The term autoimmunity refers to a failure of the body’s immune system to recognize its own cells and tissues as “self”. Instead, immune responses are launched against these cells and tissues as if they were foreign or invading bodies.
The immune system exists in almost all complex life forms. The main functions of the immune system are to defend the body from germs and other foreign invaders. The immune system is composed of special cells and organs that together mount an immune attack against foreign chemicals, viruses, bacteria, or pollen.
A cell called a B lymphocyte develops into a plasma cell, which produces antibodies to fight off such invaders. Any such substance that triggers an immune response in this way is referred to as an antigen. For the immune system to function appropriately, it must be able to distinguish cells that are “self” form substances that are non-self or foreign. Autoimmunity refers to when the immune system fails to do this and instead produces antibodies that are directed towards the body’s own tissues. These are called auto-antibodies.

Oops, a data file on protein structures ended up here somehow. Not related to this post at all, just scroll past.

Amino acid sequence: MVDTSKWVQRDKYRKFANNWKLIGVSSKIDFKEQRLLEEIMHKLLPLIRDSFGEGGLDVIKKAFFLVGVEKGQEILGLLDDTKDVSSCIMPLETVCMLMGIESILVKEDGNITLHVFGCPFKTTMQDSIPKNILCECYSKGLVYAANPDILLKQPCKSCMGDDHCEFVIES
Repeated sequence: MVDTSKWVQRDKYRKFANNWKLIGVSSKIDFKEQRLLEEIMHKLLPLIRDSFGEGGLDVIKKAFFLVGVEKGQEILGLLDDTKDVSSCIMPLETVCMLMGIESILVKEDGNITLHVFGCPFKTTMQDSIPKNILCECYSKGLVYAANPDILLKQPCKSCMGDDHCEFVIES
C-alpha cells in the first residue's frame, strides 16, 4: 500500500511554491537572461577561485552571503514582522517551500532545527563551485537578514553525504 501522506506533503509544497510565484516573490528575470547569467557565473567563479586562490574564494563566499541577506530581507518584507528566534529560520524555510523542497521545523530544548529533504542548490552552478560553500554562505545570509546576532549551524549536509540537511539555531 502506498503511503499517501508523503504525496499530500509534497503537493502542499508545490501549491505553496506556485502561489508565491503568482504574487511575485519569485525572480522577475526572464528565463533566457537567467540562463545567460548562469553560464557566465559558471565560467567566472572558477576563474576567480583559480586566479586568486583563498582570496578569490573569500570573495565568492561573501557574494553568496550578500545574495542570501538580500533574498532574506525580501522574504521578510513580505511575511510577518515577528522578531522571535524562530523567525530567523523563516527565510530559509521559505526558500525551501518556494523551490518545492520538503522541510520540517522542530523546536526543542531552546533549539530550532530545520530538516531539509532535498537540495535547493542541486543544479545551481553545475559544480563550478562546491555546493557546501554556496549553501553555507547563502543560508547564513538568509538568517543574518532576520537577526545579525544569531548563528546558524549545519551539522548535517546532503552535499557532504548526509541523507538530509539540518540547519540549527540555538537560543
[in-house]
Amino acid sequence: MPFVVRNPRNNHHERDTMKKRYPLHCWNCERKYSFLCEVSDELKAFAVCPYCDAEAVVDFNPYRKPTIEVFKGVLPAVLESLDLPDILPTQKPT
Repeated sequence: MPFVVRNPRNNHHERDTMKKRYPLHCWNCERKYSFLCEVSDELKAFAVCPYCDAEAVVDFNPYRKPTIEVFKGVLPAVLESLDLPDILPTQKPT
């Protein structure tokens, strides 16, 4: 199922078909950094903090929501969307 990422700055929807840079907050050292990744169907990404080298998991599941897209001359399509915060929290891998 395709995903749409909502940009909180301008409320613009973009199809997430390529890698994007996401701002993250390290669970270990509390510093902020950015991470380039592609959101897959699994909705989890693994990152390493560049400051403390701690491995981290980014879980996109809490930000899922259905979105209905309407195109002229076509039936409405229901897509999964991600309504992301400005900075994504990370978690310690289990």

Some of the main examples of autoimmune disorders include diabetes mellitus type 1 (IDDM), systemic lupus erythematosus (SLE), Hashimoto's thyroiditis, Graves' disease of the thyroid, Sjögren's syndrome, Churg-Strauss Syndrome, Coeliac disease, rheumatoid arthritis (RA), and idiopathic thrombocytopenic purpura.
In previous years, a misconception existed that the body was not capable of recognising “self” antigens. At the start of the twentieth century, Paul Ehrlich described the concept of “horror autotoxicus,” which referred to how a normal body would not create an immune attack against its own tissue. Therefore, such responses were considered abnormal and a sign of disease. Now, however, we know that autoimmunity is a key part of the vertebrate immune system, but that it is usually kept in check by an immunological tolerance of antigens that are “self.”
Reviewed by Sally Robertson, BSc